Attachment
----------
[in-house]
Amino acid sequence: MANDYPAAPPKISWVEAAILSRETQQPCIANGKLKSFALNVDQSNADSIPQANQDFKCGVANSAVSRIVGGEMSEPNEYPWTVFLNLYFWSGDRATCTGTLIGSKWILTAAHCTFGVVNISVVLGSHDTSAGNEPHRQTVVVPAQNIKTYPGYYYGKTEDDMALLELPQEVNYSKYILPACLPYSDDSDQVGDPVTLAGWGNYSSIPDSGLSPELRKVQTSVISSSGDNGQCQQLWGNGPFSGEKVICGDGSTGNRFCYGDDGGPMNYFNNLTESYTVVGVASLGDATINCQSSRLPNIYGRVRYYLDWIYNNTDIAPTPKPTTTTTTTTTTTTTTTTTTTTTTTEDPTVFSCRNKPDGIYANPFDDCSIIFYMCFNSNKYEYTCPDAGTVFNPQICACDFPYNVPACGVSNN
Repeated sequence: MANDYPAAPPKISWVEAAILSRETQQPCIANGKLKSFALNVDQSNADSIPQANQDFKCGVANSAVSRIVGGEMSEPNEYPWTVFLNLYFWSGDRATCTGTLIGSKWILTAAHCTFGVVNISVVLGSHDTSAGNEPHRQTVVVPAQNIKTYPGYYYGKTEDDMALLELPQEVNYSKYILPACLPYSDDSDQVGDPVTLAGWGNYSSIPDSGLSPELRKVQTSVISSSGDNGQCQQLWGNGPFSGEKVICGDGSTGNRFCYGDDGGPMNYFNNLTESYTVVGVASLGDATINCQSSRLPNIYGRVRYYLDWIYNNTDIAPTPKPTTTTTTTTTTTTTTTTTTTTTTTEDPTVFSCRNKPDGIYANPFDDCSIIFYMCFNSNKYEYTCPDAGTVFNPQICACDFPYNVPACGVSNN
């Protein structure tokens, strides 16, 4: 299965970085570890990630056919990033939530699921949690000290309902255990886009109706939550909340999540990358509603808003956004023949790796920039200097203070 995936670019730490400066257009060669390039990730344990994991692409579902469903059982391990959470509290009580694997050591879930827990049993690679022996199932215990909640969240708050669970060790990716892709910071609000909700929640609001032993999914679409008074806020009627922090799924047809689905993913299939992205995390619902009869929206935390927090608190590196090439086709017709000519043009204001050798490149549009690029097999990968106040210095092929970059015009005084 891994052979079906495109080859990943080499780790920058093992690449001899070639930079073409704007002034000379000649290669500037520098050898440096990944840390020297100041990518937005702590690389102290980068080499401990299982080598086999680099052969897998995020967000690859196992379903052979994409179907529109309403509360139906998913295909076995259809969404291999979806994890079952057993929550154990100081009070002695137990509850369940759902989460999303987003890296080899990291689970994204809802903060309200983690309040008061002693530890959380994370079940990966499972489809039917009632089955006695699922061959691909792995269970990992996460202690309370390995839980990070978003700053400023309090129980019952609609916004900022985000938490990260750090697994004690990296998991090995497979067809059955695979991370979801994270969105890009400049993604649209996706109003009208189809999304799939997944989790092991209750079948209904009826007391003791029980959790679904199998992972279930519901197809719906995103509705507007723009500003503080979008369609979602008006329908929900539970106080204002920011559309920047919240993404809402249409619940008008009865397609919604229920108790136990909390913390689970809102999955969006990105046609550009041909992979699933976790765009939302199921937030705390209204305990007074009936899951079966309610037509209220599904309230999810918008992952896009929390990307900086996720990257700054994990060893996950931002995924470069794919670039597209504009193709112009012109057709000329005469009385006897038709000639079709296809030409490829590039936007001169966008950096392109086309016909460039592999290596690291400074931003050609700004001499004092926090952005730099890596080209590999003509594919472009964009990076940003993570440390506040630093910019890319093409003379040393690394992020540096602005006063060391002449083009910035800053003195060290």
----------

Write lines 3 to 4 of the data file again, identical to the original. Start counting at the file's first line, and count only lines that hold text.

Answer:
Repeated sequence: MANDYPAAPPKISWVEAAILSRETQQPCIANGKLKSFALNVDQSNADSIPQANQDFKCGVANSAVSRIVGGEMSEPNEYPWTVFLNLYFWSGDRATCTGTLIGSKWILTAAHCTFGVVNISVVLGSHDTSAGNEPHRQTVVVPAQNIKTYPGYYYGKTEDDMALLELPQEVNYSKYILPACLPYSDDSDQVGDPVTLAGWGNYSSIPDSGLSPELRKVQTSVISSSGDNGQCQQLWGNGPFSGEKVICGDGSTGNRFCYGDDGGPMNYFNNLTESYTVVGVASLGDATINCQSSRLPNIYGRVRYYLDWIYNNTDIAPTPKPTTTTTTTTTTTTTTTTTTTTTTTEDPTVFSCRNKPDGIYANPFDDCSIIFYMCFNSNKYEYTCPDAGTVFNPQICACDFPYNVPACGVSNN
């Protein structure tokens, strides 16, 4: 299965970085570890990630056919990033939530699921949690000290309902255990886009109706939550909340999540990358509603808003956004023949790796920039200097203070 995936670019730490400066257009060669390039990730344990994991692409579902469903059982391990959470509290009580694997050591879930827990049993690679022996199932215990909640969240708050669970060790990716892709910071609000909700929640609001032993999914679409008074806020009627922090799924047809689905993913299939992205995390619902009869929206935390927090608190590196090439086709017709000519043009204001050798490149549009690029097999990968106040210095092929970059015009005084 891994052979079906495109080859990943080499780790920058093992690449001899070639930079073409704007002034000379000649290669500037520098050898440096990944840390020297100041990518937005702590690389102290980068080499401990299982080598086999680099052969897998995020967000690859196992379903052979994409179907529109309403509360139906998913295909076995259809969404291999979806994890079952057993929550154990100081009070002695137990509850369940759902989460999303987003890296080899990291689970994204809802903060309200983690309040008061002693530890959380994370079940990966499972489809039917009632089955006695699922061959691909792995269970990992996460202690309370390995839980990070978003700053400023309090129980019952609609916004900022985000938490990260750090697994004690990296998991090995497979067809059955695979991370979801994270969105890009400049993604649209996706109003009208189809999304799939997944989790092991209750079948209904009826007391003791029980959790679904199998992972279930519901197809719906995103509705507007723009500003503080979008369609979602008006329908929900539970106080204002920011559309920047919240993404809402249409619940008008009865397609919604229920108790136990909390913390689970809102999955969006990105046609550009041909992979699933976790765009939302199921937030705390209204305990007074009936899951079966309610037509209220599904309230999810918008992952896009929390990307900086996720990257700054994990060893996950931002995924470069794919670039597209504009193709112009012109057709000329005469009385006897038709000639079709296809030409490829590039936007001169966008950096392109086309016909460039592999290596690291400074931003050609700004001499004092926090952005730099890596080209590999003509594919472009964009990076940003993570440390506040630093910019890319093409003379040393690394992020540096602005006063060391002449083009910035800053003195060290």